A Green Adventure with Dad

My father loves taking public transportation. When he and mom still lived in the Philippines, he insisted during my annual visits that we use the LRT in Manila to go to the big city from our home in provincial Bulacan. Of course, my mother and relatives did not approve. Dad and I went anyway, going to places of his childhood – Divisoria, Ongpin – when Manila was still, well, beautiful.

Light Railway Transit

  View from the station

Dad & I waiting for the LRT, 2.26.2010

Exploring Divisoria

 

 

Now, because of Dad’s daily need for dialysis, my parents live very close to me. Dad has not lost his desire for adventures using public transportation. He has a senior bus pass and regularly rides, even though he is still able to drive safely at age 81.
Yesterday, he and I decided to take public transportation to see the space shuttle, “Endeavor,” at the California Science Center, in downtown Los Angeles. Dad, armed with his iPad, Time magazine and senior bus pass, and me with my iPhone and Tap Card began our adventure. We walked from home to Sunset and La Brea to catch the 212 bus.
The Expo LineView of the Hollywood Sign

This ride took about 30 min. We stopped at Exposition and La Brea to ride the Expo Line.

I found the Expo Line station impressive. It’s clean, open and inviting. The train arrives every 15 minutes and has a nice view of Hollywood and the famous Hollywood sign.

Walking along The Rose GardenThe Endeavor

The Expo Line stops right in front of Exposition Park where California Science Center is located. Dad and I explored, discovered, learned, took photos, and lunched beside the Rose Garden.

After lunch we walked with our frozen desserts back to the Expo Line to head home. The whole trip one way took about an hour. We got home safely and in time for dinner with the family, featuring Mom’s menudo.

It’s inspiring how an 81 year-old contributes in his own little way to a greener Los Angeles. Making a small difference is possible and, in fact, quite delightful.

 

 

Green is Gorgeous 1: Why an environmental column?

[published at Asian Journal July 2011]

Most Filipino-Americans know me for my music, for creating a new genre combining Filipino melodies with American jazz called “jazzipino.” Indeed, performing my original music has taken me around the globe. During these tours, exploring new countries every year, I was frequently exposed to the perils faced by our Mother Earth – perils that are largely a result of human beings.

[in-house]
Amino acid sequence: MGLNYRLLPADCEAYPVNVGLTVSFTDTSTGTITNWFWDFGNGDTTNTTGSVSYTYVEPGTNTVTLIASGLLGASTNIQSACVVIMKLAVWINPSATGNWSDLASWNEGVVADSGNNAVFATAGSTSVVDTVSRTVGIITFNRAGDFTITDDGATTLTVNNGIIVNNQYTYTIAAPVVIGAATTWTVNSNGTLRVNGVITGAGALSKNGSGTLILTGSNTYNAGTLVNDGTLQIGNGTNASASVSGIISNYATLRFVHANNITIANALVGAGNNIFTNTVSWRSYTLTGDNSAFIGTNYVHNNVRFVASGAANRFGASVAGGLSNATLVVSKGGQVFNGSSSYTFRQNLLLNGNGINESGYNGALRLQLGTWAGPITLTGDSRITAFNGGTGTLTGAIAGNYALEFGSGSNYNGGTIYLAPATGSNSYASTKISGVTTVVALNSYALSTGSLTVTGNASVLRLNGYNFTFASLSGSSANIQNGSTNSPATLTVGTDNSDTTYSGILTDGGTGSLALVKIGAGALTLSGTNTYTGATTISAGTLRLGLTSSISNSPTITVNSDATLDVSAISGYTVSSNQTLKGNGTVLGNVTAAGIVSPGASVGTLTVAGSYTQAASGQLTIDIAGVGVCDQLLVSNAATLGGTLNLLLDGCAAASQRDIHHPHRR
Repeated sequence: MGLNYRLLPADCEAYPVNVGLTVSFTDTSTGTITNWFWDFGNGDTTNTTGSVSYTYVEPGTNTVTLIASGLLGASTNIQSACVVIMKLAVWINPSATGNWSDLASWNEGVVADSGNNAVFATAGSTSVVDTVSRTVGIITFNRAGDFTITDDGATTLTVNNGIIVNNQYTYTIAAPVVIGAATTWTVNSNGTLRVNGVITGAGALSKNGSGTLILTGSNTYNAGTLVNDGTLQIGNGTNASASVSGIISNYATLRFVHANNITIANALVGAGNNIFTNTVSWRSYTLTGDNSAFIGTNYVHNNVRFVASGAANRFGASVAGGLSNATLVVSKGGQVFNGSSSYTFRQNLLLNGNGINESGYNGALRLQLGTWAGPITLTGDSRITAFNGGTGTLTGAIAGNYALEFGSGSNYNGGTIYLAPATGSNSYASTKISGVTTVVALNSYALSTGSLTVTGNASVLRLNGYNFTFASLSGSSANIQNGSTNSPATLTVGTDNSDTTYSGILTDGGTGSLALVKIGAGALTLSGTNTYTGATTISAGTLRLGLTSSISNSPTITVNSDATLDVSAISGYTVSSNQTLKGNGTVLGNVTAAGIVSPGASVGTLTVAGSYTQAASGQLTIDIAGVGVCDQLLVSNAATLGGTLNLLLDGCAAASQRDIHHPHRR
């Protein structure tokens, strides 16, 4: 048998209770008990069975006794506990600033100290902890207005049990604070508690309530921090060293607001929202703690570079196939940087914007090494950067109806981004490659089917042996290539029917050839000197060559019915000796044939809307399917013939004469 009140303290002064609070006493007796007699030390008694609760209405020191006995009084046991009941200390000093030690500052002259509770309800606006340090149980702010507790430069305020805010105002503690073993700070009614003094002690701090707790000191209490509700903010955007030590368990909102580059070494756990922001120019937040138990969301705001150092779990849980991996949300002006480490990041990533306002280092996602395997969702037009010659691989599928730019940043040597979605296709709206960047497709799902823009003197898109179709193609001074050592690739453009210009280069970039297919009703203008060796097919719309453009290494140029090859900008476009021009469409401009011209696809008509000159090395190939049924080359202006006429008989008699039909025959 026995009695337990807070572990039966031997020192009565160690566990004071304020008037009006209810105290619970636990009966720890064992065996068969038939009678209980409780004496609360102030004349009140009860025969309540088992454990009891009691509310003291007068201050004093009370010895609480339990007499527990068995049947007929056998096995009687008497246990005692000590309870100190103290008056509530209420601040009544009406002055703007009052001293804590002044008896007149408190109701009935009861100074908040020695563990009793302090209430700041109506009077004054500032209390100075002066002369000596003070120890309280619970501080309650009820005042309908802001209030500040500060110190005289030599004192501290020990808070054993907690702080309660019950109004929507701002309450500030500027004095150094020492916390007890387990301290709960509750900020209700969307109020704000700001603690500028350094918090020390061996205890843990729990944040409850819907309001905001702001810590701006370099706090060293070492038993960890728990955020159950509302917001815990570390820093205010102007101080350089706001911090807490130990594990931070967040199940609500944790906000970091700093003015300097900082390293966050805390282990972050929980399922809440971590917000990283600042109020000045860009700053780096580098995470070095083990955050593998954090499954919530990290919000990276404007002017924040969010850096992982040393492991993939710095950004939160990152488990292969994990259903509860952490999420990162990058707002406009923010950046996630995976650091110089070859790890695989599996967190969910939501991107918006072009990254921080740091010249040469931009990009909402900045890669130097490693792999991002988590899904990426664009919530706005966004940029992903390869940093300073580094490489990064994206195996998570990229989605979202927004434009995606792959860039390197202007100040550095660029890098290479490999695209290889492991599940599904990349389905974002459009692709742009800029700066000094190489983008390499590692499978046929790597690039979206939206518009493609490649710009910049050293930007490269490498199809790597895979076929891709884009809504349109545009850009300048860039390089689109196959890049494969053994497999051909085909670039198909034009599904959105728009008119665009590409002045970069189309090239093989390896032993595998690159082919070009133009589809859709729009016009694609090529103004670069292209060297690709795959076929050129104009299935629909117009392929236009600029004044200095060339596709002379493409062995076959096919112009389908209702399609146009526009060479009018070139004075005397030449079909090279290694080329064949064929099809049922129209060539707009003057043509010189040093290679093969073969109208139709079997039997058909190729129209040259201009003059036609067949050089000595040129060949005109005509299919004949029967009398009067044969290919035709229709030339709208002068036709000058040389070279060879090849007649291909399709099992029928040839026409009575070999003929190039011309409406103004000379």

In 2008 I started becoming active in environmental campaigns. I’m currently a member of Food & Water Watch and Sierra Club (specifically, the Water Committee). In the past three years, whenever I’ve attended green festivals and other environmental campaigns I’ve noticed that very few Filipino-Americans participate in these events. Sometimes I’m the only Pinay.

My objective for this column is to bring salient environmental information to the Fil-Am community. I encourage my kababayans to participate in the most urgent issues facing us and our families. What kind of planet do we want to leave our children, our grandchildren? These are questions that can no longer be ignored.

As I inaugurate my column, today is also the first day of a newly enacted law that bans plastic bags at large stores outside Los Angeles county’s incorporated cities.

Passed by the L.A. County Board of Supervisors on November 16, 2010, 67 large supermarkets and pharmacies are not allowed to provide customers a plastic carryout bag. This prohibition does not apply to produce bags used to prevent contamination with other grocery items, such as those that hold fruits, vegetables or raw meat.

If the stores offer paper bags, they must sell them for 10-cents each.

One of the many benefits of this ordinance is to reduce the stacking of plastic bags in our landfills. Plastic bags, usually made of polyethylene, does not biodegrade, decompose, or break down organically. This means they will stay where they’re buried forever. If they’re exposed to direct sunlight, they’ll eventually crack and turn into microscopic granules, a process that takes between 500-1000 years. Landfills being giant holes in the ground don’t receive much sunlight. Our plastic bags will be “with us” for a very long time.

A 2006 Pulitzer Prize-winning Los Angeles Times documented how plastic bags have damaged our seas and the life they contain. In fact, because plastic bags are not biodegradable, a garbage patch twice the size of Texas is turning clockwise in the Pacific Ocean between San Francisco and Hawaii. You can see it on Google Earth: our trash, coming back to haunt us.

Thanks to the dedication of environmental groups working with County Supervisors Gloria Molina, Mark Ridley-Thomas and Zev Yaroslavsky, we’re starting to see positive changes in our environmental policies. Communities such as Rowland Heights, Hacienda Heights, Altadena, La Cresecenta, Topanga Canyon, Marina Del Rey, Baldwin Hills, Athens, Willowbrook, Florence, Rancho Dominguez, Valencia, East Pasadena and East Los Angeles are affected by the new no-plastic-bags ordinance.

The environment doesn’t end at city boundaries. Whether or not you live there, every time someone disposes of a plastic bag you’re affected, too.